The Minute of Reflection symbolizes the worldwide circle of community which links all of us who care about FASD, all of us who are working towards prevention, all of us who are trying to help children and adults with fetal alcohol disorders reach their full potential. Here are nine more suggestions for observing the Minute of Reflection. If you have other ideas, please share them with us.

  • Alone or with others, sit outside quietly and listen to the birds, or the wind blowing through the trees, or water lapping against the shore of a river or lake. You may want to focus on the wonderful gifts and strengths of the person(s) with FASD in your life.
  • Say a prayer or recite a poem appropriate to your beliefs or culture.
  • Sing a song or hymn.
  • Listen to an excerpt of your favorite music. (Any suggestions?)
  • Play a musical instrument, alone, or with fellow musicians, or ring tiny bells and “triangles” as the children of Queen of Apostles School, Toledo, OH did at 9:09 a.m. on September 9, 1999.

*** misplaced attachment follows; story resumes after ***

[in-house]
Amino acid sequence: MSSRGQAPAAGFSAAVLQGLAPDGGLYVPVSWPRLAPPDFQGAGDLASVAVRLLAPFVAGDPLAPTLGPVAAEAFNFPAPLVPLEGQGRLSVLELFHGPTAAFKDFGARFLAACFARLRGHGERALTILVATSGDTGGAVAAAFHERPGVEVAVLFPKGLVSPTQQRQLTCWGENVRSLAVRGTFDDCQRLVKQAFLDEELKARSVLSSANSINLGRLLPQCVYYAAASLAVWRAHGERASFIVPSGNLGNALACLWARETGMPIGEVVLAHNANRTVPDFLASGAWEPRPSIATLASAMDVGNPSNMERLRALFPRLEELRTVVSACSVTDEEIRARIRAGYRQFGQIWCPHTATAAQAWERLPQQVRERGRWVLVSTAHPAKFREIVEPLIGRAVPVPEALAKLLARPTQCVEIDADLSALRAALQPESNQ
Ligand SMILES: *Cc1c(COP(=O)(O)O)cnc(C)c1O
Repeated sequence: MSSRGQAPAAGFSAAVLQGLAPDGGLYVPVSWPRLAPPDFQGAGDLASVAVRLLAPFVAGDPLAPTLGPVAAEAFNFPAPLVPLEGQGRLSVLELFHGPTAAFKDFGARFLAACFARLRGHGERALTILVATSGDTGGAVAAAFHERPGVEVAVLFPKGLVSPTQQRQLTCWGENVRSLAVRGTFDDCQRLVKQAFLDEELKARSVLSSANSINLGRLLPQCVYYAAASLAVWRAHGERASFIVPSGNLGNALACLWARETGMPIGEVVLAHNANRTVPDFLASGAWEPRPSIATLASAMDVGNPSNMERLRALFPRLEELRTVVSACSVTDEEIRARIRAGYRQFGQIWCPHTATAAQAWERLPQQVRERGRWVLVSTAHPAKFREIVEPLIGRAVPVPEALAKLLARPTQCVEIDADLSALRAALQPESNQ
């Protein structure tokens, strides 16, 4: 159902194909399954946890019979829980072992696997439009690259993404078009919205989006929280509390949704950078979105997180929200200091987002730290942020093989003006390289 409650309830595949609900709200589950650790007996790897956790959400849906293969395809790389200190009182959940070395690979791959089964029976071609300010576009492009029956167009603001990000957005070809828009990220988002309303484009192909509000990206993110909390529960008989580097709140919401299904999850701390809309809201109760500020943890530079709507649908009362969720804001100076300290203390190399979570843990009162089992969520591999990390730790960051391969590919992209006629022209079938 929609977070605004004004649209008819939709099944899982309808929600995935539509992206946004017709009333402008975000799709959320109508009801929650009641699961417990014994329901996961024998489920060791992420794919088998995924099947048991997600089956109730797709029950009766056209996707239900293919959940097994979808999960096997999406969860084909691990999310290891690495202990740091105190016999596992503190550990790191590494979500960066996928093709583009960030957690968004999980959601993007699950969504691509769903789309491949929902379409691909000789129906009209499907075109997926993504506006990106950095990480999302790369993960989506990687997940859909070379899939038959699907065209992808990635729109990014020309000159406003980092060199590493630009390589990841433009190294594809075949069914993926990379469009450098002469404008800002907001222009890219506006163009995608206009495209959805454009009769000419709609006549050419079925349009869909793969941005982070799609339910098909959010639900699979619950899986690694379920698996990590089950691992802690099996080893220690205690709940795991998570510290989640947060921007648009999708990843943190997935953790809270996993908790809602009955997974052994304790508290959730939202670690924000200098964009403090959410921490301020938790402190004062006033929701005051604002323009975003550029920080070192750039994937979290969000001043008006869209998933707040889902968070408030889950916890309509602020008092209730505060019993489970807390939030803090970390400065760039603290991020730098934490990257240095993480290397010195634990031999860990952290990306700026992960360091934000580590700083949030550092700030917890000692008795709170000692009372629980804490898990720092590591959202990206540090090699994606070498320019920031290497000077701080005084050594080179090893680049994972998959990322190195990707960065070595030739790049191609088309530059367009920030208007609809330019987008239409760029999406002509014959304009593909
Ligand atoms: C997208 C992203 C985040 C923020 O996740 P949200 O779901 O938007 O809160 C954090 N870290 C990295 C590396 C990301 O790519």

• Sit in a circle and share some pure spring water with people you care about.
  • Place a long-distance phone call to a special friend who is equally committed to the FASD issue: you could even make it a three-way or teleconference call.

You may find 9:09 a.m. inconvenient and may prefer to mark the Minute of Reflection at 9:09 p.m., and light a candle to symbolize both the flame of your love for individuals living with FASD, and your burning desire to eradicate this preventable birth defect.
Simple silence.
Each person with FASD is different, and those of us who love them respect their differences. Respecting each other while working together is what FASDay is about.

#9 Days To FASDay – Speak Out on Fetal Alcohol

Prepare to give a speech

This is the first time Liz and I stepped out years ago at the 1st International FASDay –

You can do it too!

Here is my speech – feel free to use mine and adapt to your community.

Today is a day… International FAS Awareness Day — 9.9.99 @ 9:09
Jodee Kulp, Parent Keynote, Federal Courthouse Plaza, 12:30 pm — Minneapolis, Minnesota

Thank you for being part of International FAS Awareness Day 9 9 99.